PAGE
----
Lost Connections: Uncovering the Real Causes of Depression - and the Unexpected Solutions Audible Audiobook – Unabridged
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Audible Audiobook, Unabridged
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From the New York Times best-selling author of Chasing the Scream, a radically new way of thinking about depression and anxiety.
What really causes depression and anxiety - and how can we really solve them? Award-winning journalist Johann Hari suffered from depression since he was a child and started taking antidepressants when he was a teenager. He was told that his problems were caused by a chemical imbalance in his brain. As an adult, trained in the social sciences, he began to investigate whether this was true - and he learned that almost everything we have been told about depression and anxiety is wrong.
Across the world, Hari found social scientists who were uncovering evidence that depression and anxiety are not caused by a chemical imbalance in our brains. In fact, they are largely caused by key problems with the way we live today. Hari's journey took him from a mind-blowing series of experiments in Baltimore, to an Amish community in Indiana, to an uprising in Berlin.
Once he had uncovered nine real causes of depression and anxiety, they led him to scientists who are discovering seven very different solutions - ones that work. It is an epic journey that will change how we think about one of the biggest crises in our culture today.
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|Listening Length||9 hours and 20 minutes|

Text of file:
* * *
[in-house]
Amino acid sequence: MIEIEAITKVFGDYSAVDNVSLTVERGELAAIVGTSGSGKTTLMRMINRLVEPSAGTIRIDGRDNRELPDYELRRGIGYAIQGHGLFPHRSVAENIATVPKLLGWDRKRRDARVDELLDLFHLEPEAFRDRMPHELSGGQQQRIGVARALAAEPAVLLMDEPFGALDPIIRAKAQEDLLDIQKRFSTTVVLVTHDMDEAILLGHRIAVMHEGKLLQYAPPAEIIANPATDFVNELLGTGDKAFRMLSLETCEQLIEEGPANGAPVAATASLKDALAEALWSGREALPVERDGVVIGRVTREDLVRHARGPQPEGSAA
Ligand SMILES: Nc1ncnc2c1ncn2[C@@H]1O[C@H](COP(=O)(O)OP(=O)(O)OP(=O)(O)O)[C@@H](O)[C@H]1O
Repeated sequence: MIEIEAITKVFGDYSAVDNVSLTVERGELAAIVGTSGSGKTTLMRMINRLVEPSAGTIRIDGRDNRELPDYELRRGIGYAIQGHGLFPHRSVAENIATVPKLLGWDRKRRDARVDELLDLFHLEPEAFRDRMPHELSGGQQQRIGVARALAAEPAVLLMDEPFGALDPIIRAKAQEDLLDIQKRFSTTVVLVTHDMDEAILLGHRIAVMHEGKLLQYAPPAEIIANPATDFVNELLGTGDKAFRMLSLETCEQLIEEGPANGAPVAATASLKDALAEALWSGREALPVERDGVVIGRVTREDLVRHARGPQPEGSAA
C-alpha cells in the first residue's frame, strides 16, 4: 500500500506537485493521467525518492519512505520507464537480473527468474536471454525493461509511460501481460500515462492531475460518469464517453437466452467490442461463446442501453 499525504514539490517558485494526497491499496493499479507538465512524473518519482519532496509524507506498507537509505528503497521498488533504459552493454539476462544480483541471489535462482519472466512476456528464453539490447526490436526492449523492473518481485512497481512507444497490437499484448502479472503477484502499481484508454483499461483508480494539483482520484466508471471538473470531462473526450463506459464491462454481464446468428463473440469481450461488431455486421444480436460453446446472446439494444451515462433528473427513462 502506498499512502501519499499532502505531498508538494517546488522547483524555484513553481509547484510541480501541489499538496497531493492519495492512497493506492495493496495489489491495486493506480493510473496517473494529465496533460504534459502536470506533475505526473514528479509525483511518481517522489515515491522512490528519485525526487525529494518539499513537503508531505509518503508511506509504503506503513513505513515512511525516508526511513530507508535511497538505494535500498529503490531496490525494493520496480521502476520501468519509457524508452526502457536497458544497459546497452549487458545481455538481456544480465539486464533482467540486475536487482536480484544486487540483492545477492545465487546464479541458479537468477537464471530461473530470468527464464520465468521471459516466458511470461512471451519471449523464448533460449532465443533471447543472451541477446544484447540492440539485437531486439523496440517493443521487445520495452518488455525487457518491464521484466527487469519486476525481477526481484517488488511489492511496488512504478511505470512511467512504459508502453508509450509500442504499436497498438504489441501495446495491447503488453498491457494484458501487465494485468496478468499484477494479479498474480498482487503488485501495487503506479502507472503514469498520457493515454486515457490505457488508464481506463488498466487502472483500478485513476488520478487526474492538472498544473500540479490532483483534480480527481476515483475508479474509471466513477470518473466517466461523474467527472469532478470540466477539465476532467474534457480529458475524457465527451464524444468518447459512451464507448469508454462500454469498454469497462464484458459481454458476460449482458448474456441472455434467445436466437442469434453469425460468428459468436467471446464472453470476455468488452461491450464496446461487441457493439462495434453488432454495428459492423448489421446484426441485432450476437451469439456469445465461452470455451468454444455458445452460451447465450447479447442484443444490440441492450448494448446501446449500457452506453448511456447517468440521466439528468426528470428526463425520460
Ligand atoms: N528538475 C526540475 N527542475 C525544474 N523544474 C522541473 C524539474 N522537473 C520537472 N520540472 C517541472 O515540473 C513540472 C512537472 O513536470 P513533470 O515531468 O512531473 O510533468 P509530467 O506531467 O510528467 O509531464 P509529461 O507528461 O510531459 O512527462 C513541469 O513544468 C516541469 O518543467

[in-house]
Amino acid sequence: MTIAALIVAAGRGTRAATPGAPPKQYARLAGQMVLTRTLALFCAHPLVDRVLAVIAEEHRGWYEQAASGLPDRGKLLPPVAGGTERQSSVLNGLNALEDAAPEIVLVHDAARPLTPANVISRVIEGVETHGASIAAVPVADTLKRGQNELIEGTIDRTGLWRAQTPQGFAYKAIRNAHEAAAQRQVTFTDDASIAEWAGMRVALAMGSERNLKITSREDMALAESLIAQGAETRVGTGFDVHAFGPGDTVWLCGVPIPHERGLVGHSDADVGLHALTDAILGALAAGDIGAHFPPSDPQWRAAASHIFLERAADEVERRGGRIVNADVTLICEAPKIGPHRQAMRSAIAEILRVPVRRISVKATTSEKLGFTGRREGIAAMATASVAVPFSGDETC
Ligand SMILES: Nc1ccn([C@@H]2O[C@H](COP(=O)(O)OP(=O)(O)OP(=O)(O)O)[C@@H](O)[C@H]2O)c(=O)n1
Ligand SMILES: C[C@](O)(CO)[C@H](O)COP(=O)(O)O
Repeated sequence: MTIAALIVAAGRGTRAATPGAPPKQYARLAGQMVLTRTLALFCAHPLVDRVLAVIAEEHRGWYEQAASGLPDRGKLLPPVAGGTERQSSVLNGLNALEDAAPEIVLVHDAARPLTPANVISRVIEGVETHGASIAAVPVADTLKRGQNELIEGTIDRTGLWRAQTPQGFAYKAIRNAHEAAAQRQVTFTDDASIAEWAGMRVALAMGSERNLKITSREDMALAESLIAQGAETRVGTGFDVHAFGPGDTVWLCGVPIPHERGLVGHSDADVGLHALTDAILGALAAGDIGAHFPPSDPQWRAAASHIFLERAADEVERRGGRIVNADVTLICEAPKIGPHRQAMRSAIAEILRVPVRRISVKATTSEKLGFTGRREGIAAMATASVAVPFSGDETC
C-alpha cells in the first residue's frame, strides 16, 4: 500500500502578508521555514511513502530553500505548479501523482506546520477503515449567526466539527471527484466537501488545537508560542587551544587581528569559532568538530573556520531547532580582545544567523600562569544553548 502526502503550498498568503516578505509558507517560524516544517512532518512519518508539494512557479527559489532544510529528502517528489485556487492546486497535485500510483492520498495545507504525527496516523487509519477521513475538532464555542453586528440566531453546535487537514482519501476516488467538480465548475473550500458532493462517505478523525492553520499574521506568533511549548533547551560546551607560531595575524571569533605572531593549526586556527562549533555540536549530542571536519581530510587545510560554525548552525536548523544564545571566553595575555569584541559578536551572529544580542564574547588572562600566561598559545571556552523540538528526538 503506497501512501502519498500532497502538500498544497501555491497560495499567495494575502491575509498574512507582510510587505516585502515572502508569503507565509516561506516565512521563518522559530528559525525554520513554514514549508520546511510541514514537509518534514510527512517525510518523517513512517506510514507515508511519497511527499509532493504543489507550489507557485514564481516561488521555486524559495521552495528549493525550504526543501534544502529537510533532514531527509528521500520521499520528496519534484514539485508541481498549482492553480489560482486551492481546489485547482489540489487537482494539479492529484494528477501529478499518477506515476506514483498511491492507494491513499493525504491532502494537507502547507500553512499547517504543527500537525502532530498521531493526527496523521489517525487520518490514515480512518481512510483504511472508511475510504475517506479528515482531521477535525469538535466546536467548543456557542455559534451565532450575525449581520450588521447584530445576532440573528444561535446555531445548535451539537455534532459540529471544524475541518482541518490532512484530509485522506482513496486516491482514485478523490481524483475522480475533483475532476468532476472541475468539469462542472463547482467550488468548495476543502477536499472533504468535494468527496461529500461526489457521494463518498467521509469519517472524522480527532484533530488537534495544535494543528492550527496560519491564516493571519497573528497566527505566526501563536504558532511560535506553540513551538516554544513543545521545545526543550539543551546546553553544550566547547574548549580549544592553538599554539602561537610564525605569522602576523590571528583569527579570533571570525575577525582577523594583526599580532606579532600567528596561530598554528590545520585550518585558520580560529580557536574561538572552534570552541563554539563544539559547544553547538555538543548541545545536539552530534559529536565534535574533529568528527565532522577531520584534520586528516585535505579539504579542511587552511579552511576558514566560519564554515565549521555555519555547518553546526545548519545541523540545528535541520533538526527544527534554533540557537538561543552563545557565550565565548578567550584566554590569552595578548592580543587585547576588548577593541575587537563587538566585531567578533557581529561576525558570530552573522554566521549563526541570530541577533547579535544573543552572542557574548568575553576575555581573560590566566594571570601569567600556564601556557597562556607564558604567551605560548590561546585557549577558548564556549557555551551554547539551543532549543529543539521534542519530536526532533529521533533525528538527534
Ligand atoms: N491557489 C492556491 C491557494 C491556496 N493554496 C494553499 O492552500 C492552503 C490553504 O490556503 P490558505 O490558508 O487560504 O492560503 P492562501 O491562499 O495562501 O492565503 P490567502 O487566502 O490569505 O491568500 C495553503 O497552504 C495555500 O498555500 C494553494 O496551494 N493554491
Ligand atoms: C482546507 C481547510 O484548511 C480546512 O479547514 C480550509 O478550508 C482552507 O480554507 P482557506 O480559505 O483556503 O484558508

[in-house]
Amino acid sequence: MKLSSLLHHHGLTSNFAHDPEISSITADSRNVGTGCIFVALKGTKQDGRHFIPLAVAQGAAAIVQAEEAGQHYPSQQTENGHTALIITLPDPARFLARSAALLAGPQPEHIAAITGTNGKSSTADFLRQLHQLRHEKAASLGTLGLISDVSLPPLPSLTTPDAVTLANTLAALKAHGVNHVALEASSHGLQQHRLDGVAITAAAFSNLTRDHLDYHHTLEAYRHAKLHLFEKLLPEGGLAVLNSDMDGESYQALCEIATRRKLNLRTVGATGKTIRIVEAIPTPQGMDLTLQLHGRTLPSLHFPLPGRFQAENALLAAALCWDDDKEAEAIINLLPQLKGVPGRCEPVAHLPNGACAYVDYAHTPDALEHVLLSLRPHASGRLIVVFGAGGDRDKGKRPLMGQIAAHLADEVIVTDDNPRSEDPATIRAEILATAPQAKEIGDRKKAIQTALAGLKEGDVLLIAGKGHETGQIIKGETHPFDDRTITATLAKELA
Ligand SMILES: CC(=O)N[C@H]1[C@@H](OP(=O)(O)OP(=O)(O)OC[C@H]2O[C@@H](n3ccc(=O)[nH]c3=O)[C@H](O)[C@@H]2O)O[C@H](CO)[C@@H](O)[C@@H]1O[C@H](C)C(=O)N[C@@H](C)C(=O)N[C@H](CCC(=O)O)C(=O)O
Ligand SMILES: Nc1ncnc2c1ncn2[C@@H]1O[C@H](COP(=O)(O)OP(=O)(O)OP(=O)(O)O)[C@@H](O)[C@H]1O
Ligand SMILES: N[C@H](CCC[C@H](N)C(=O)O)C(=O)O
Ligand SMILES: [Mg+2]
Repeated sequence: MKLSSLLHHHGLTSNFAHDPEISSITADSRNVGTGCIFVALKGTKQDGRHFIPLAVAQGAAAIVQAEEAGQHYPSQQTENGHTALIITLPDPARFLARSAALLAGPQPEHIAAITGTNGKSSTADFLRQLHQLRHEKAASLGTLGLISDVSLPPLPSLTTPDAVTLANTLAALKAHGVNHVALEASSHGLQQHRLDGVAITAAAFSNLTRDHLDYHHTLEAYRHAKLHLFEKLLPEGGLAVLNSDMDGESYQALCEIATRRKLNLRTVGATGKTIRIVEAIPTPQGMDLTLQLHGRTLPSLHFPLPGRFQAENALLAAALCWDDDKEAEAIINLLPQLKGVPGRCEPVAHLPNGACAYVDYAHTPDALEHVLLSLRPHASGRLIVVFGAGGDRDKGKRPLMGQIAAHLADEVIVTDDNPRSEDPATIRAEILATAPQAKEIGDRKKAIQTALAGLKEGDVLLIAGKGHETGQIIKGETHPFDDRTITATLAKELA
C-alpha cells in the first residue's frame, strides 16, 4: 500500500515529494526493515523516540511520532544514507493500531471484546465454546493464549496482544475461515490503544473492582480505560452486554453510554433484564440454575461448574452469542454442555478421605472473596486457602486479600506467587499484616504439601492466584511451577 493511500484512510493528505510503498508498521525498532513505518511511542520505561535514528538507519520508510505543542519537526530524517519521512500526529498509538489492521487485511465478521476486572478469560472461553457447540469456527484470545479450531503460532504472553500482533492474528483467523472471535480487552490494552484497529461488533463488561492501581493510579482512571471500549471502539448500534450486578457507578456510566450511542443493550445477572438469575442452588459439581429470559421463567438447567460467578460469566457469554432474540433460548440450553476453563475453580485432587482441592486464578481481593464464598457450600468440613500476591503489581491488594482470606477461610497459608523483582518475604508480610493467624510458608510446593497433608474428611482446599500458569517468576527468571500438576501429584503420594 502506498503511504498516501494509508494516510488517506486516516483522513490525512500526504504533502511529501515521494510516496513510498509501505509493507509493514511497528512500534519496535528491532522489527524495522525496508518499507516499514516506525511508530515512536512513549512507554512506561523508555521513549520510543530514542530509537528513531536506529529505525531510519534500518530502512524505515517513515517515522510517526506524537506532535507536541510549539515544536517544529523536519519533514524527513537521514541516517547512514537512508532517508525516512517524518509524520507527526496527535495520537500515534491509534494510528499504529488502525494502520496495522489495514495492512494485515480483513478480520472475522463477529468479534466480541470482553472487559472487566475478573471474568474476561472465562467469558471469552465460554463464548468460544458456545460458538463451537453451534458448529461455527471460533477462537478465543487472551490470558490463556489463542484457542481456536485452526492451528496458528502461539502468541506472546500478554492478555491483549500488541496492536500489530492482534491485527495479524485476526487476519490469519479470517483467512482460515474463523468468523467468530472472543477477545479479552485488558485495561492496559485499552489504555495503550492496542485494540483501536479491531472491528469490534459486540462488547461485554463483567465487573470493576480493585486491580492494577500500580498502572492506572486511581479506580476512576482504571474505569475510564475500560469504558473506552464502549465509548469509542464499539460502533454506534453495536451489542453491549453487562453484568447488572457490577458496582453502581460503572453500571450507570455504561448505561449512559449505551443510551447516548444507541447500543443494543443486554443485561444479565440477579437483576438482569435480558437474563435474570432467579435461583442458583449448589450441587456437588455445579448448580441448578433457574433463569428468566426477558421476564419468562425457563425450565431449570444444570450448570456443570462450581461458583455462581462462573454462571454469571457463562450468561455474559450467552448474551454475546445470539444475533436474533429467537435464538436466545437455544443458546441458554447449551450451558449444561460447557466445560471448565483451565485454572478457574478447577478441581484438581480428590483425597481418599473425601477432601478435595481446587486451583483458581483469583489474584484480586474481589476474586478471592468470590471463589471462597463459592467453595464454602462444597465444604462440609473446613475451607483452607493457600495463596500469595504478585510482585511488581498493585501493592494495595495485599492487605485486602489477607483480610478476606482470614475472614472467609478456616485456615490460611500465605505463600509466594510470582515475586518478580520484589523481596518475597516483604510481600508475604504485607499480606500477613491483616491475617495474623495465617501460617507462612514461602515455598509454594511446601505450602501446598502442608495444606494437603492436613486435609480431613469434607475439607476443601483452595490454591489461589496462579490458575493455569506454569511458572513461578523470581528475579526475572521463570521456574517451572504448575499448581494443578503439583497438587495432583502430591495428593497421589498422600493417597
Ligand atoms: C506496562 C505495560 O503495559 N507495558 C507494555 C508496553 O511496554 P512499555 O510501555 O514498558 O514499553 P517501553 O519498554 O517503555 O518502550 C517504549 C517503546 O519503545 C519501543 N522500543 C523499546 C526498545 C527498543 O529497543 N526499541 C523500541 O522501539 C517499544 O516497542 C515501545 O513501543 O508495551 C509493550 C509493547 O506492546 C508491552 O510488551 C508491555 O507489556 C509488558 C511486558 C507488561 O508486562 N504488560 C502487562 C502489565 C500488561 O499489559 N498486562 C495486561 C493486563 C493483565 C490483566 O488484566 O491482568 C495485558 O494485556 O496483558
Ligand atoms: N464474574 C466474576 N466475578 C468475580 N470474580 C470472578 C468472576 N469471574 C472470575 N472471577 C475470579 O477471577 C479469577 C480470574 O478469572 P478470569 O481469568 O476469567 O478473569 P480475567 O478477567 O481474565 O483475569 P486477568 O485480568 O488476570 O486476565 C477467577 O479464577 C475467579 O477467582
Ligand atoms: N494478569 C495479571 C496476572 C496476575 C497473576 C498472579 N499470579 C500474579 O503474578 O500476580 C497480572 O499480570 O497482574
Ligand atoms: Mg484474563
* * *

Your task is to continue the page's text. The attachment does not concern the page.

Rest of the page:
|Whispersync for Voice||Ready|
|Audible.com.au Release Date||23 January 2018|
|Best Sellers Rank|| 97 in Audible Books & Originals (See Top 100 in Audible Books & Originals) |
1 in Mood Disorders (Audible Books & Originals)
1 in Depression (Books)
10 in Memoirs (Books)
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Top reviews from Australia
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The book is not all bad, though. The solutions may all be copy/pasted political agendas, but a lot of the issues it raises are pertinent. Modern western culture does prioritise consumerism, and does break down communities, and does make people feel like their work is meaningless, and does push pills on people who don’t need them, etc. But this book does not offer solutions, it offers political policies. The final chapter even admits, and outright champions the idea, that openly utopian ideals are the necessary solution.
If you’re looking for a book that makes you feel better, that you’ve been wronged by the world, and that you can cure your depression and find meaning in left wing activism, this is the book for you. If you just want a book to vindicate your opinions about the world, this may be the book for you. If you feel like you’ve lost meaning, and that you don’t see a future for yourself, and that you cannot find happiness, and that you just want answers that will allow you to live a simple, peaceful life, look elsewhere. I would recommend Man’s Search for Meaning as a starting point.